Arlington, Va.—Today, Joy Gamble, who with her husband, Carl, successfully fought before the Ohio Supreme Court to save their home of 35 years from eminent domain abuse, announced that she and Carl have agreed to sell their home in Norwood to Rookwood Partners, the redevelopment group spearheaded by Cincinnati-based developer Jeffrey Anderson. Carl’s serious health problems will not allow them to return to their home. The Gambles owned their home since 1969 but were forced out under the threat of eminent domain in February of 2005. Since then, the Gambles have been living in Northern Kentucky, first in their daughter’s finished basement, then in a small, one-bedroom apartment. Since late December of 2006, Carl has been hospitalized; he is being treated for, among other things, cancer and heart and lung problems.
Joy issued the following statement through her attorneys at the Institute for Justice, which represented the couple in their fight:
“All Carl and I ever wanted to was save our home and move back into it. It was the first and only home we’ve ever owned. Unfortunately, during our long battle, both Carl and I have endured serious medical problems. I was diagnosed with cancer, and am still being treated. Carl has also been diagnosed with cancer, and has serious heart and lung problems that have kept him hospitalized since the beginning of the year.”
Joy continued, “The main thing that’s kept us going these past couple of years is the thought of moving back into our home. Now, however, Carl will never be able to go back there because of his health, and I just can’t go back there without him. Fixing up the home would be difficult even if we were both in the best of health: since we were forced out two years ago, there has been tens of thousands of dollars worth of damage to it. At this point, all of my energy is devoted to taking care of Carl. My only immediate plans are to keep taking care of him.”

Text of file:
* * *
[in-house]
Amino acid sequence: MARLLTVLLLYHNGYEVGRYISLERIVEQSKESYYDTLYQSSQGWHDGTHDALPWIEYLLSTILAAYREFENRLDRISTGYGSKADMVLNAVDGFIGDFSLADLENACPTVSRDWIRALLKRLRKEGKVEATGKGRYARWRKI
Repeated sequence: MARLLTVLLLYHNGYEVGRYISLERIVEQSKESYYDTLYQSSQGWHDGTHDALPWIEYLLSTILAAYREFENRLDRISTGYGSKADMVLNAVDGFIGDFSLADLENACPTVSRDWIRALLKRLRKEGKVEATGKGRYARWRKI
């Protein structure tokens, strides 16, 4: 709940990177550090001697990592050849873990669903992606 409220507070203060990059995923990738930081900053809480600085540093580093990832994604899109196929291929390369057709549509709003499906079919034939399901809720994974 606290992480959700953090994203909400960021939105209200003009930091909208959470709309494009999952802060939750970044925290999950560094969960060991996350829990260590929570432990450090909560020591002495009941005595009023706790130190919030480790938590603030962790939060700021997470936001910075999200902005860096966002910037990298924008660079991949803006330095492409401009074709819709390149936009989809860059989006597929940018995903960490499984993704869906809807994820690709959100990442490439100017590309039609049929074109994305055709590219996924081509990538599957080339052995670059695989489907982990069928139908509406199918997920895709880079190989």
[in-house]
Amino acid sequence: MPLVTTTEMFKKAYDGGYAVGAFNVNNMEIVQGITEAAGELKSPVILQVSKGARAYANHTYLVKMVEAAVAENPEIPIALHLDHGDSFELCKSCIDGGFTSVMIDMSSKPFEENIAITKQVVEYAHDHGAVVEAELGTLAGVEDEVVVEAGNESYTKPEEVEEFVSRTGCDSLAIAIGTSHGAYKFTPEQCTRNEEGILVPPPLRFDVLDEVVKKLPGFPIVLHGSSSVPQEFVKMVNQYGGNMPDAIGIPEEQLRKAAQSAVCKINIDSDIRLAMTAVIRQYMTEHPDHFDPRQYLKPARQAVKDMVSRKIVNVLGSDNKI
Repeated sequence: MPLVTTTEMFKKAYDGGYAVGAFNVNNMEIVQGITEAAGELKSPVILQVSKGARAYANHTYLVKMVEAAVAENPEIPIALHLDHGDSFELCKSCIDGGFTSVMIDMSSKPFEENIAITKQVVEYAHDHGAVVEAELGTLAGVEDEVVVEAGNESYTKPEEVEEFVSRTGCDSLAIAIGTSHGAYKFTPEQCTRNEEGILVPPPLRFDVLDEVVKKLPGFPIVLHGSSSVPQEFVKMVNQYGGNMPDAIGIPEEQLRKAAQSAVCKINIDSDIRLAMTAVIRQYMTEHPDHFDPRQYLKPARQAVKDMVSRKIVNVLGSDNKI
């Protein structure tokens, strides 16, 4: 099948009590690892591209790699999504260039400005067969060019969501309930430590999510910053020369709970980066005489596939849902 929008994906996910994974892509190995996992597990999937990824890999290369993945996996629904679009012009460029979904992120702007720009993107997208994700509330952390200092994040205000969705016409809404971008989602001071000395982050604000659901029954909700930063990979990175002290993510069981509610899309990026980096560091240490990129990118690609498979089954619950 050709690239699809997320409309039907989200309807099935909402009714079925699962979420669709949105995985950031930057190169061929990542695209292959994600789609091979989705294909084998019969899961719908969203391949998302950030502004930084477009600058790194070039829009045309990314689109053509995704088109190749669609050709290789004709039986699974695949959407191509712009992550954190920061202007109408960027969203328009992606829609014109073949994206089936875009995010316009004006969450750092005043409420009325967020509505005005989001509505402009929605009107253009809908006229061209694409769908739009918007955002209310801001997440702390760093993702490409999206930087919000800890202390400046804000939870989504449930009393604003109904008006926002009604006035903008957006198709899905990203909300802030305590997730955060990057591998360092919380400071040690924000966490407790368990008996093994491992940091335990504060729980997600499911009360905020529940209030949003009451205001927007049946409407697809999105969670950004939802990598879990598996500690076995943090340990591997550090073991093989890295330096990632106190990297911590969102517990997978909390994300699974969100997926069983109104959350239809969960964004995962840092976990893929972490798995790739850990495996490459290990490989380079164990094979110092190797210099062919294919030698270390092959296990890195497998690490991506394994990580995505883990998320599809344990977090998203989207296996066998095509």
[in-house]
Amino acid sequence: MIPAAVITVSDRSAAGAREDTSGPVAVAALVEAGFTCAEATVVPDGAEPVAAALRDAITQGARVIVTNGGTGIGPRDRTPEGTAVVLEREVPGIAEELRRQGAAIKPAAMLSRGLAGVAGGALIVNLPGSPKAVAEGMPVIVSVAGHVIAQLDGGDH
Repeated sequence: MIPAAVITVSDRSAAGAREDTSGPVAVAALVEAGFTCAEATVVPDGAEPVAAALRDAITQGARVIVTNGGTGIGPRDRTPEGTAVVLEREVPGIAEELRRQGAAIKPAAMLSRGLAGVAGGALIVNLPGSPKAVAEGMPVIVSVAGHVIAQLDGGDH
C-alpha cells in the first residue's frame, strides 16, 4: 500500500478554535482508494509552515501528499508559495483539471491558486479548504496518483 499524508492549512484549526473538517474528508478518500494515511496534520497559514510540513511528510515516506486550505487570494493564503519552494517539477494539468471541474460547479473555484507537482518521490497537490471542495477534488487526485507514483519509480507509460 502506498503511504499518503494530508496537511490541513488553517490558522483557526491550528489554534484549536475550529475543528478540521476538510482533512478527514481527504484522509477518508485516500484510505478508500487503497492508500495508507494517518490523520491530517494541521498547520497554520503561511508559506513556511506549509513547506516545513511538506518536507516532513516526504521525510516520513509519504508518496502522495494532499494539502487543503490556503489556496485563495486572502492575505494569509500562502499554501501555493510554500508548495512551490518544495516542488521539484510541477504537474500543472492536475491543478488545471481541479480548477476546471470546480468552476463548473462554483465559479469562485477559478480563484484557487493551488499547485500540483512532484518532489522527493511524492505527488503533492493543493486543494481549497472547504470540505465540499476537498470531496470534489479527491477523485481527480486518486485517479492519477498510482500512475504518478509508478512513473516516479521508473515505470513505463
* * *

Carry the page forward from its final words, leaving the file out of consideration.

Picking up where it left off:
Joy concluded, “I want everyone to know that we fought our battle because we deeply believe that it’s wrong for cities to force hard-working people from their homes just so politically connected developers can make money. We fought not just for us, but for every home and small business owner in Ohio and the rest of the country. If the City of Norwood and Anderson hadn’t forced us to leave our home, we’d still be there today, and facing the hardships of the past couple years would have been much easier.”
Bert Gall, a senior attorney with the Institute for Justice, said, “If Carl and Joy could go back home, they would do it in a heartbeat, but Carl’s condition doesn’t allow it. It is tragic that Anderson and the City needlessly made them leave the home they loved so much.”
“Carl and Joy Gamble courageously fought to save their home from eminent domain abuse, and they are true American heroes,” said Scott Bullock, an Institute for Justice senior attorney. “Because of their fight, Ohioans now have much stronger protections against eminent domain abuse.”
On July 26, 2006, in Norwood v. Horney, the Ohio Supreme Court unanimously held that Norwood’s attempt to take the Gambles’ home for Anderson’s private development project violated the Ohio constitution. The Court specifically rejected the U.S. Supreme Court’s decision in Kelo v. City of New London, which held that cities may condemn property and give it to a new private owner who can make more money with the land. Norwood v. Horney was the first private use eminent domain case to be argued before and decided by a state supreme court in the wake of the Kelo decision.
Under the terms of the agreement, Rookwood Partners is paying the Gambles $650,000 for the purchase of their home. Any further litigation regarding the damage to the home caused by Rookwood during its possession of the property will be terminated. No agreements have been reached regarding the rental home of Joe Horney and the small business of Matthew and Sanae Ichikawa Burton.